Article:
“Yayin” certainly is a Wanderwort, but it’s old enough in Canaan to have done the Canaanite initial w -> y thing (in fact that’s even in Ugaritic) and has correlates in Arabic and Ethiopic which you would immediately take for straightforward cognates if there weren’t extraneous reasons for thinking that this was borrowing.

    Although I just picked ‘yayin’ off the top of my head, that’s in fact, though, much what I was driving at in saying that there is likely to be a problem in using sources like Orel which are not much good at distinguishing common descent from borrowing. That’s going to be a big issue in exactly this context, because agricultural-revolution originated terms are surely extremely likely to have become Wanderwoerter – like “wine” itself. So there is surely a real risk that a word which isn’t actually Semitic at all originally will end up acquiring a quite plausible but entirely spurious Proto-Semitic forebear, along with its three radicals.

    “Heykhal” – “palace” is definitely Sumerian, for example, but if you didn’t know that you might end up reconstructing a Proto-Semitic haykal- from Hebrew and Arabic etc and concluding that the speakers or Proto-Semitic already had palaces in 6,000 BC or whenever you date it to.

    I suppose you could argue, though, that that doesn’t vitiate the thesis, in the sense that the various Semitic languages would still have got more matching, apparently cognate, 3-lit roots as a result of the agricultural revolution. But it wouldn’t be to do with the effects on Proto-Semitic itself, or have much bearing on the question of triliteralism in Semitic roots and when it became firmly established enough that 2-lit roots got forced into the same mould.

  19. David Eddyshaw says

    @Roger C:

    This business about 3-lit roots seemingly deriving from extension of 2-lit roots has an honourable pedigree to it.
    There are a lot of completely uncontroversial cases where two-consonant root has got extended to three by doubling one of them, or by adding w or y at the beginning or end or in the middle. There are variations like this even in the same language, eg Hebrew tov “is good” (root twb) makes imperfective yitav (root ytb.)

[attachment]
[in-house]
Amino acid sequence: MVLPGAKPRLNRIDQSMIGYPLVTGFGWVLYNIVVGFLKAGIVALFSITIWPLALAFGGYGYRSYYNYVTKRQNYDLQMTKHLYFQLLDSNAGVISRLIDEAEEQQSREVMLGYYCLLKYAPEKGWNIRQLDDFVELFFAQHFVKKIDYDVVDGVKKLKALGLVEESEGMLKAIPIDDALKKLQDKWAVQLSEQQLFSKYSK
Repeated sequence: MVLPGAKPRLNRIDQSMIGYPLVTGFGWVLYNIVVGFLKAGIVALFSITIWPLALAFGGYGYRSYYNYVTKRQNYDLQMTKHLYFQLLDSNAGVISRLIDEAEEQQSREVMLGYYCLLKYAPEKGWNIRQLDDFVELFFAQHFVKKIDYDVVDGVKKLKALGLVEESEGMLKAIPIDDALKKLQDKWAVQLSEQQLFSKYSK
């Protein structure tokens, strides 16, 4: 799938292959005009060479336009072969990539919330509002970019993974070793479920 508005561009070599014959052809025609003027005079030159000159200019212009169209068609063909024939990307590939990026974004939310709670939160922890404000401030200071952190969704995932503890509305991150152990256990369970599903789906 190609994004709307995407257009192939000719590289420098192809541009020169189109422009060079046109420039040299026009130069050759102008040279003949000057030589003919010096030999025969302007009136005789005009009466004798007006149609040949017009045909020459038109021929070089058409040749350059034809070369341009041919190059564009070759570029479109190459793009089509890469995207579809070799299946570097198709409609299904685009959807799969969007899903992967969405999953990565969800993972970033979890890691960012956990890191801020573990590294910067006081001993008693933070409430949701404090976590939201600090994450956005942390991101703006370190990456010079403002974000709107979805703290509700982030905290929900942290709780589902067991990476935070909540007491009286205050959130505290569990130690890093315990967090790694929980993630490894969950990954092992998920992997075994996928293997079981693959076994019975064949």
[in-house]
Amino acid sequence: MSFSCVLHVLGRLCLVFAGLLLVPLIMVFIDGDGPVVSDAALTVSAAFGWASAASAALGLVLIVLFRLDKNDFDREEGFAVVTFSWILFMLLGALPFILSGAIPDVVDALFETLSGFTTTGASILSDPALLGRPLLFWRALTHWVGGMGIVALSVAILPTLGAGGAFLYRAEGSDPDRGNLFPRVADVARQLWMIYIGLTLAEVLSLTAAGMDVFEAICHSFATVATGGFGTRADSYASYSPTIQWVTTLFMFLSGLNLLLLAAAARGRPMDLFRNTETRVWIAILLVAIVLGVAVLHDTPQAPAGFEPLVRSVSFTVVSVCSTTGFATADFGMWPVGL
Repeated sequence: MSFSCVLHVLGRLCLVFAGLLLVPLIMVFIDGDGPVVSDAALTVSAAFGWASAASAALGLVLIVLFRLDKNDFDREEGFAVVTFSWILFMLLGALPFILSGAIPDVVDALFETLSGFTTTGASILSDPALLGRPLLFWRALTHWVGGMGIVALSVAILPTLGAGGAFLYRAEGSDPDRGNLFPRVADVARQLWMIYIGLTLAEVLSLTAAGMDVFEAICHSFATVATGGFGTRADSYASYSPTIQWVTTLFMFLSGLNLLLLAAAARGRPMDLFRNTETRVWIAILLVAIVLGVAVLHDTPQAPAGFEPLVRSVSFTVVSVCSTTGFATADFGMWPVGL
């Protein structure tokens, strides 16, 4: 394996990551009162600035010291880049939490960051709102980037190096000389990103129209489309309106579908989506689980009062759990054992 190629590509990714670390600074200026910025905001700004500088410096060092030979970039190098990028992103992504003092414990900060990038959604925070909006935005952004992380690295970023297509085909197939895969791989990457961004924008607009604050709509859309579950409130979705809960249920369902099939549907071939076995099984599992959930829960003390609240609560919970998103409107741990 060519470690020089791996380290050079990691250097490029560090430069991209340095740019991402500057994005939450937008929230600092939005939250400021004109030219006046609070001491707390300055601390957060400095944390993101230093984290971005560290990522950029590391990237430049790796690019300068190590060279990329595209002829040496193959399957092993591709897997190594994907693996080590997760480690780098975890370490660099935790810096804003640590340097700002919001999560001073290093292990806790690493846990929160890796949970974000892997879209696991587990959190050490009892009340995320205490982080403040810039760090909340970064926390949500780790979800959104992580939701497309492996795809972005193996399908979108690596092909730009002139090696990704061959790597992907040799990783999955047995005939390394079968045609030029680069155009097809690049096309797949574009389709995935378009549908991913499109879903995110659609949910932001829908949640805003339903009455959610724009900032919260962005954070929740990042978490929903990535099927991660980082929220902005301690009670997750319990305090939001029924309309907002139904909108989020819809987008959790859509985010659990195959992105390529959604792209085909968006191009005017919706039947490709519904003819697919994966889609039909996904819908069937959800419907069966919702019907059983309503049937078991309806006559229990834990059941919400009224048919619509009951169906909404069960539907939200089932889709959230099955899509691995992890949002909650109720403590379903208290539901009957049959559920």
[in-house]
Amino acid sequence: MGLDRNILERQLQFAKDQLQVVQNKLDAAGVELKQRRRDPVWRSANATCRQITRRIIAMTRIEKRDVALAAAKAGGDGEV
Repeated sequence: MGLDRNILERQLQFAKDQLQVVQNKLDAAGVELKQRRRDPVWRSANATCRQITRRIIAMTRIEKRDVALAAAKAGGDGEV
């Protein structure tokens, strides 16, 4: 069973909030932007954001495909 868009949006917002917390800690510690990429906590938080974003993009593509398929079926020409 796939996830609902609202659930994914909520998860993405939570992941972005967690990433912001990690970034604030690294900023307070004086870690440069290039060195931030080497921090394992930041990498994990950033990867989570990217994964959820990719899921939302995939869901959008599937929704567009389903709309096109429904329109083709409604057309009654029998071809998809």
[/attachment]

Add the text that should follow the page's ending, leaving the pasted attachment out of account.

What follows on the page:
It doesn’t always seem quite so clear what’s going on when the “additional” letter isn’t one that figures in normal derivational and flexional Semitic morphology. Blau’s “Phonology and Morphology of Biblical Hebrew” is quite scathing about this sort of thing (p189) and claims it had its heyday in the latter part of the 19th century, after quoting one plausible looking case which can actually be shown to be mere coincidence by comparative work. I don’t know to what extent this is his personal take, or whether this is indeed the more recent consensus. He does quote some heavy-duty names as agreeing with him.

  20. David Eddyshaw says

    “Completely uncontroversial” is just asking for trouble, I guess. As Ran points out above, in most cases the y w don’t in fact appear as consonants in the surface forms, although the standard grammars talk about peh-yod verbs, ayin-vav verbs and so forth. There seem to have been a lot of analogical changes, quite possibly in both directions, in fitting 2-lit and 3-lit roots together into a sort of unified framework. (The Ungnad-Matous Akkadian grammar actually associates a characteristic vowel with each 3-lit verb root, and interprets the long u or i of ayin-vav and ayin-yod verbs as representing that vowel in the case of 2-lit verbs. But Akkadian is peculiar in the thoroughness with which it has dropped lots of perfectly good Semitic consonants even by the beginning of the second millennium.)

    Nevertheless the basic point is still valid – a root with two consonants may get adapted to into a 3-lit type structure in more than one way, even in the same language.

    Moreover the ways this happens differ in the details from language to language, so the adaptation must have still been a work in progress in Proto-Semitic.

  21. I think there’s good evidence for considering at least some nCC roots as extensions of earlier biliterals, since n- is a productive verbal prefix in attested Semitic languages, and there are a number of cases where the semantics are close, at least in Hebrew:

    נבל nbl “wither, fade, waste away” : בלה blh* “waste away”
    נדח ndḥ “thrust out, expel” : דחה dḥh*, דחף dḥp, דחק dḥq, all meaning “push, press, thrust”
    נהם nhm “growl, grumble” : המה hmh* “hum, growl, murmur”
    נחש naḥaš “snake” : חש ḥš “be quick”

    And for Nostraticists,
    נטל nṭl “lift, take, pick up” : PIE *telh2- “lift”

    * There isn’t really a final h in these roots except orthographically; the final consonant is null in most forms, t in the infinitive.

  22. There are lots of comments on individual reconstructions in the supplementary material to the article, here.

  23. I think there are some evidences to biliteral roots in semitic languages:

    1) consonants rarely doubled in words but the second and third very often doubled.

    2) triliteral words are harder to pronounce with one vowel patterns (qatl, qitl, qutl) but perfectly fit in biliteral words.

    3) a true triliteral independent roots expected to show some vowel “gravity” meaning in the third consonant, but in fact as regard to the vowel patterns the third consonant is always marginal.

    4) tetraliteral roots are usually a doubled biliteral root or doubled third consonant. There are few roots that integrated a middle consonant (ר and ל usually) but the added consonant always is a non meaning bearing in the vowel pattern.